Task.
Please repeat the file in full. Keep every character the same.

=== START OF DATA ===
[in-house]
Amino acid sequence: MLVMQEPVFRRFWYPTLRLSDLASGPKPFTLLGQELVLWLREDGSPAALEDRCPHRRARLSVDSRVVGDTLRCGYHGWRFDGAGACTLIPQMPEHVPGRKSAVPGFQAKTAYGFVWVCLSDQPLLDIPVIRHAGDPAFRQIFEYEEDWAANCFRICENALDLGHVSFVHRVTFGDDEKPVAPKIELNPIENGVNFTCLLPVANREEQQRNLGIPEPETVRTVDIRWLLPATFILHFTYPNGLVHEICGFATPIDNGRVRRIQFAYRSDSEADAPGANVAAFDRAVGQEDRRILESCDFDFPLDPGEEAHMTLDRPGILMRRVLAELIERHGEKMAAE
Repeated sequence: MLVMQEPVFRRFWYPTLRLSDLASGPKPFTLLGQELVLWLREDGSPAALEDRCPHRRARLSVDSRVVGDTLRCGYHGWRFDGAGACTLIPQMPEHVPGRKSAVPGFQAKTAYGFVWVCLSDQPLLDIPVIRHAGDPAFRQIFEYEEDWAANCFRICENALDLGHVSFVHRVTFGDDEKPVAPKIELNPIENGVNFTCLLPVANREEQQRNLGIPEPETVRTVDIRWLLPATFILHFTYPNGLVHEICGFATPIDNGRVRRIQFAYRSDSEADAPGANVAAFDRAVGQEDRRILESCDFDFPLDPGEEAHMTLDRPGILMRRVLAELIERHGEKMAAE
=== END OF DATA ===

[in-house]
Amino acid sequence: MLVMQEPVFRRFWYPTLRLSDLASGPKPFTLLGQELVLWLREDGSPAALEDRCPHRRARLSVDSRVVGDTLRCGYHGWRFDGAGACTLIPQMPEHVPGRKSAVPGFQAKTAYGFVWVCLSDQPLLDIPVIRHAGDPAFRQIFEYEEDWAANCFRICENALDLGHVSFVHRVTFGDDEKPVAPKIELNPIENGVNFTCLLPVANREEQQRNLGIPEPETVRTVDIRWLLPATFILHFTYPNGLVHEICGFATPIDNGRVRRIQFAYRSDSEADAPGANVAAFDRAVGQEDRRILESCDFDFPLDPGEEAHMTLDRPGILMRRVLAELIERHGEKMAAE
Repeated sequence: MLVMQEPVFRRFWYPTLRLSDLASGPKPFTLLGQELVLWLREDGSPAALEDRCPHRRARLSVDSRVVGDTLRCGYHGWRFDGAGACTLIPQMPEHVPGRKSAVPGFQAKTAYGFVWVCLSDQPLLDIPVIRHAGDPAFRQIFEYEEDWAANCFRICENALDLGHVSFVHRVTFGDDEKPVAPKIELNPIENGVNFTCLLPVANREEQQRNLGIPEPETVRTVDIRWLLPATFILHFTYPNGLVHEICGFATPIDNGRVRRIQFAYRSDSEADAPGANVAAFDRAVGQEDRRILESCDFDFPLDPGEEAHMTLDRPGILMRRVLAELIERHGEKMAAE